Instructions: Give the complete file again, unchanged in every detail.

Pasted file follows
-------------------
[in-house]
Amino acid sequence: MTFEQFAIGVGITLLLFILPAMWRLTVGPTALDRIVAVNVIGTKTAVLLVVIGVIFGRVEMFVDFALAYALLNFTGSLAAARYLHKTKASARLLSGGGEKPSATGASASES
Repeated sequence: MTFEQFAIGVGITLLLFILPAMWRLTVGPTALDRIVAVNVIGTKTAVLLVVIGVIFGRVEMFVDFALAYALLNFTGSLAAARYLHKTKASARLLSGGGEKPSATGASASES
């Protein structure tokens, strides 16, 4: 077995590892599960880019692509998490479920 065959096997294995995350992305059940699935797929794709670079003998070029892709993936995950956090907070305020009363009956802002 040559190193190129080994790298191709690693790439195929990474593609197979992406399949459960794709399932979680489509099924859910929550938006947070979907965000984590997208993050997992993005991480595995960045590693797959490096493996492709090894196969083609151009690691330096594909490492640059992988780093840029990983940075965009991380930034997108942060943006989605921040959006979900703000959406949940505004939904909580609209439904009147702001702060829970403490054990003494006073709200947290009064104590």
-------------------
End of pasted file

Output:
[in-house]
Amino acid sequence: MTFEQFAIGVGITLLLFILPAMWRLTVGPTALDRIVAVNVIGTKTAVLLVVIGVIFGRVEMFVDFALAYALLNFTGSLAAARYLHKTKASARLLSGGGEKPSATGASASES
Repeated sequence: MTFEQFAIGVGITLLLFILPAMWRLTVGPTALDRIVAVNVIGTKTAVLLVVIGVIFGRVEMFVDFALAYALLNFTGSLAAARYLHKTKASARLLSGGGEKPSATGASASES
């Protein structure tokens, strides 16, 4: 077995590892599960880019692509998490479920 065959096997294995995350992305059940699935797929794709670079003998070029892709993936995950956090907070305020009363009956802002 040559190193190129080994790298191709690693790439195929990474593609197979992406399949459960794709399932979680489509099924859910929550938006947070979907965000984590997208993050997992993005991480595995960045590693797959490096493996492709090894196969083609151009690691330096594909490492640059992988780093840029990983940075965009991380930034997108942060943006989605921040959006979900703000959406949940505004939904909580609209439904009147702001702060829970403490054990003494006073709200947290009064104590």